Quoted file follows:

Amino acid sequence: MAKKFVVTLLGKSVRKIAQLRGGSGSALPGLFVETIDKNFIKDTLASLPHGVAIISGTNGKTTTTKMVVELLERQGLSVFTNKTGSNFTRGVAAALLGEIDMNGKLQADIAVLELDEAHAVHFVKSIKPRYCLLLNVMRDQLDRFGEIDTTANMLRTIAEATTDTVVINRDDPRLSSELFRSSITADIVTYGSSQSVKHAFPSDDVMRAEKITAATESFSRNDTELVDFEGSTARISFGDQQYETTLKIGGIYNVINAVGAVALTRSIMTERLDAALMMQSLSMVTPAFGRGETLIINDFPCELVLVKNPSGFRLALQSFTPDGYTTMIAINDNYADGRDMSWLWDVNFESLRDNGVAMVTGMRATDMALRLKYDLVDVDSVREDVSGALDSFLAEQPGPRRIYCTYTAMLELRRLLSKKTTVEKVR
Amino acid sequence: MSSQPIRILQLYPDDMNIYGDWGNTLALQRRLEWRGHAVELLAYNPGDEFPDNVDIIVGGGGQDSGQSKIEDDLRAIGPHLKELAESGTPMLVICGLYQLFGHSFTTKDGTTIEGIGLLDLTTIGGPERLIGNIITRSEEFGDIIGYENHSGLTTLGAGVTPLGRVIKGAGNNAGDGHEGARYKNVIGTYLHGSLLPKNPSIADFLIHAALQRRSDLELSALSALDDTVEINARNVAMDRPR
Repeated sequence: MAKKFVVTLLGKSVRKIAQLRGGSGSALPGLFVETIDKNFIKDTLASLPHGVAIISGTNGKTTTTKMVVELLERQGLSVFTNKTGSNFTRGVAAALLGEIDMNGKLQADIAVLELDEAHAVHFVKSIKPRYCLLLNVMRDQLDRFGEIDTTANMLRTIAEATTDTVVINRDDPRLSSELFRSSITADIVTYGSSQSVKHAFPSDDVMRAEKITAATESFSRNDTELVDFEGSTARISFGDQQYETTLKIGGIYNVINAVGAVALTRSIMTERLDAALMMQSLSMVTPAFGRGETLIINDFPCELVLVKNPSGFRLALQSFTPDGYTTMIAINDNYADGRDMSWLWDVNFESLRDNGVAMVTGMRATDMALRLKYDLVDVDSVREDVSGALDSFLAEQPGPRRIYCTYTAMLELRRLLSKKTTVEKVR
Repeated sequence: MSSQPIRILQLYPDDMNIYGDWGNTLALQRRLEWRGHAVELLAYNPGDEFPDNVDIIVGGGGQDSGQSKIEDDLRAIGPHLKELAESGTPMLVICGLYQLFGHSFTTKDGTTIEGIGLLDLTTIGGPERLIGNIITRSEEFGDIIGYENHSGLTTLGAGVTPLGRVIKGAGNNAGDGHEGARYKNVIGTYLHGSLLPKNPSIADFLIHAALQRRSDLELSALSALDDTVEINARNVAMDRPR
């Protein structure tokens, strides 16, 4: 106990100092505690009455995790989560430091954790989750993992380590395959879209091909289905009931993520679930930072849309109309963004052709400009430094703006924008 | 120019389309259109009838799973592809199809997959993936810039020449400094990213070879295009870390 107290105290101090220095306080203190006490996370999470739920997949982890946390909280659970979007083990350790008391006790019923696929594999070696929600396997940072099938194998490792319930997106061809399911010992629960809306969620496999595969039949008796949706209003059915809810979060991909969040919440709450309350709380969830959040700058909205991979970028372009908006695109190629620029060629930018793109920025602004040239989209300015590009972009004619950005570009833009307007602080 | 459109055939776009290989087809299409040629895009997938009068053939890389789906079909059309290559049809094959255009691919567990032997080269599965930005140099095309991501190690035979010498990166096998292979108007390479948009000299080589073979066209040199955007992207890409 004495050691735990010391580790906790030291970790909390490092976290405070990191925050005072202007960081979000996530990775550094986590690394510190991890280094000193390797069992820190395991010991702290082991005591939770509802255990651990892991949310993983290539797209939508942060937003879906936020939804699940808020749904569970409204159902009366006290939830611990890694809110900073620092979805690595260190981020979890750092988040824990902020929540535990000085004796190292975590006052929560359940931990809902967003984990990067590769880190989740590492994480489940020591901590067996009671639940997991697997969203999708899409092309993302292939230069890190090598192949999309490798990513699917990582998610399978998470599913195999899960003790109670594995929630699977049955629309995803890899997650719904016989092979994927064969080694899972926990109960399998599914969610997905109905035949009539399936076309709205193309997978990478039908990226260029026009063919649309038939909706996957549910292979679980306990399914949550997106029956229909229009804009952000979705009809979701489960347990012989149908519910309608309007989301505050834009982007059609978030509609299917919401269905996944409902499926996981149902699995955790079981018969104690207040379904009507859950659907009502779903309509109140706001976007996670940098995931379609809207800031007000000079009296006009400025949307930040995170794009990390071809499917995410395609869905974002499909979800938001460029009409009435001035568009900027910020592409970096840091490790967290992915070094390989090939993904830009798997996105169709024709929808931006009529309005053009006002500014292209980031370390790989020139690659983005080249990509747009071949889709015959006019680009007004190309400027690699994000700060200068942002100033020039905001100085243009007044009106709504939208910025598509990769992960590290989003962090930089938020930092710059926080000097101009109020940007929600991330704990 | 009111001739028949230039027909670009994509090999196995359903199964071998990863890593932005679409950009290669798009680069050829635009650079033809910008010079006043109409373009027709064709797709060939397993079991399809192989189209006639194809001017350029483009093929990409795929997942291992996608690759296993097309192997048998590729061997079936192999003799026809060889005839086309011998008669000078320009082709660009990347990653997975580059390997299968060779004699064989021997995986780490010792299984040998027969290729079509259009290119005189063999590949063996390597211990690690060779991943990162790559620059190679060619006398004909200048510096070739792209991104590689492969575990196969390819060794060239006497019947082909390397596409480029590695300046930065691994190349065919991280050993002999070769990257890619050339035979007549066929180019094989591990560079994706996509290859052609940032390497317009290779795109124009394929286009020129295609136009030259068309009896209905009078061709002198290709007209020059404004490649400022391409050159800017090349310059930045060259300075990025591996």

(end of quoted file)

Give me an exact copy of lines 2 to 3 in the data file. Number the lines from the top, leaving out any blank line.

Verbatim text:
Amino acid sequence: MSSQPIRILQLYPDDMNIYGDWGNTLALQRRLEWRGHAVELLAYNPGDEFPDNVDIIVGGGGQDSGQSKIEDDLRAIGPHLKELAESGTPMLVICGLYQLFGHSFTTKDGTTIEGIGLLDLTTIGGPERLIGNIITRSEEFGDIIGYENHSGLTTLGAGVTPLGRVIKGAGNNAGDGHEGARYKNVIGTYLHGSLLPKNPSIADFLIHAALQRRSDLELSALSALDDTVEINARNVAMDRPR
Repeated sequence: MAKKFVVTLLGKSVRKIAQLRGGSGSALPGLFVETIDKNFIKDTLASLPHGVAIISGTNGKTTTTKMVVELLERQGLSVFTNKTGSNFTRGVAAALLGEIDMNGKLQADIAVLELDEAHAVHFVKSIKPRYCLLLNVMRDQLDRFGEIDTTANMLRTIAEATTDTVVINRDDPRLSSELFRSSITADIVTYGSSQSVKHAFPSDDVMRAEKITAATESFSRNDTELVDFEGSTARISFGDQQYETTLKIGGIYNVINAVGAVALTRSIMTERLDAALMMQSLSMVTPAFGRGETLIINDFPCELVLVKNPSGFRLALQSFTPDGYTTMIAINDNYADGRDMSWLWDVNFESLRDNGVAMVTGMRATDMALRLKYDLVDVDSVREDVSGALDSFLAEQPGPRRIYCTYTAMLELRRLLSKKTTVEKVR